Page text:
Mind Games: Men, Gaming and Mental Health

I’ve been sitting on this post since around the time I started writing regularly, but its something I’ve been struggling to put together, there’s been alot of self doubt in regards to me actually writing this as I’m really, really concerned that my writing ability isn’t at a level that I feel I can do this justice. It’s a topic that I find particularly challenging.

So, a little background, I’m 35 now, I have three children, all girls, one of whom is 15. I was exactly four weeks to the day off turning 20 when she was born. Two years prior to that I was diagnosed with depression and put onto anti-depressants. Around a year after moving away from home and before my eldest daughter was born I decided I felt much better within myself, I was working and despite being young I was looking forward to becoming a Dad. I decided I was “better” and stopped taking my medication. I’ve never been particularly out going, I’ve always preferred being in my own company or with an individual than big parties and the like, so spending the next few years with just my partner, myself and our daughter, but playing on XBox Live reguarly was absolutely fine. I wasn’t well though, and the pressure of adding two more children to the mix, being made redundant twice and taking on a job where I was very much out of my comfort zone and meant alot of changes at home left me in a really dark place and things became really bad for my whole family, for which I still hold myself responsible. I had to seek help and am now back on medication, its a low dose, but its helping. I’ve started to socialise a little in recent months, its only once a month at a book club, but its just enough and once the kids are back at school I’m looking at other things I can do that will keep me healthy.

However, its very easy to close myself off, seal everything away and bottle it all up, its what my Dad’s always done so its a learnt behaviour. Thing is, this has all come back to mind in recent weeks, especially after being reminded that the world lost Chester Bennington two years ago. Now I used to love Linkin Park, I adored their first album, they weren’t my favourite band (during that era it was Feeder, but it came as a shock when the news broke about his death and the circumstances around it. Like Kurt Cobain, its easy to look back and point to their lyrics and say “oh this was them asking for help” or whatever, and its easy for people close to them to wonder if there was anything they could have done to help them, you only have to listen to Feeder’s “Comfort in Sound” and “Pushing the Senses” albums to hear the grief and torture our loved ones put themselves through after such events (for those that aren’t aware, on the back of Feeder really hitting it off with their Echo Park album plus singles Buck Rogers, Seven Days in the Sun and Just A Day, drummer Jon Lee took his own life, he tried to call Grant Nicholas, lead singer and guitarist of the band, shortly before he did so but Grant didn’t take the call and was full of guilt afterwards, something he has spoken openly about in interviews and his lyrics ever since). Its not just Chester though, look at the list of high profile suicides.  Chester Bennington, Anthony Bourdain, Chris Cornell, Robert Enke, Keith Flint, Dave Mirra, Gary Speed, Robin Williams. Both that list and the names mentioned are only a small proportion of reported suicides, both Male and Female.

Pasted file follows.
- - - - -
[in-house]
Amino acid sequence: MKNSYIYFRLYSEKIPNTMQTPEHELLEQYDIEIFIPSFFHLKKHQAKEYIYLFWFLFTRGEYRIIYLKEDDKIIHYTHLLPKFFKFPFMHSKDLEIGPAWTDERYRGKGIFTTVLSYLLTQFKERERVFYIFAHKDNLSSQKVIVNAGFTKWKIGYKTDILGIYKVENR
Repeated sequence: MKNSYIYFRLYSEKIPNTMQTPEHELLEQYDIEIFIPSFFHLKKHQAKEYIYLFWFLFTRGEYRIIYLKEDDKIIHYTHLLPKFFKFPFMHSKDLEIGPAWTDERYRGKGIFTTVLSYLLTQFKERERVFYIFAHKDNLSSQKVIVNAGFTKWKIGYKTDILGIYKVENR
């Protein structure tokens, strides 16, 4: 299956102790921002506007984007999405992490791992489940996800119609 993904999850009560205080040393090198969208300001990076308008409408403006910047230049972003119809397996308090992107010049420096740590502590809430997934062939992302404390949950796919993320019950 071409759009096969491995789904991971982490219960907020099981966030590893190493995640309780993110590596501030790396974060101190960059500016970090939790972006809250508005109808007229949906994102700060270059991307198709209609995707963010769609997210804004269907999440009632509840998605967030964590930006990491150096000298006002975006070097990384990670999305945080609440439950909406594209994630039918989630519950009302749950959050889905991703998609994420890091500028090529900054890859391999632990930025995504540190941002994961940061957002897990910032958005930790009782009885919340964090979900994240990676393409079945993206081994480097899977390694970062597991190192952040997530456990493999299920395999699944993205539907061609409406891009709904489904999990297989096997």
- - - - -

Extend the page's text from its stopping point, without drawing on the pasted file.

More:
However, suicide is the single biggest killer of men under the age of 45. An despite campaigns from the NHS, Mind and movements like Movember, we men seem to not be doing anything about it. We still bottle things up, despite knowing better, I still do it from time to time. We still won’t talk openly about it and we still don’t do much, if at all, to look after ourselves. There’s been great movement in recent years in most people looking after their physical health in a much better manner, gyms are everywhere you look, Instagram is full of people showing off their bodies, both the Google Play and Apple App stores are chock full of free apps that are designed to get you active, and thats great, personally speaking its something that I need to do for myself. However, how many of us take the time out to really work on our mental health? When people who we think have it all, like Bennington, decide to take their own life, then building a social media profile counts for nothing when you aren’t even comfortable in your own mind. When you’re full of self doubt, its exhausting.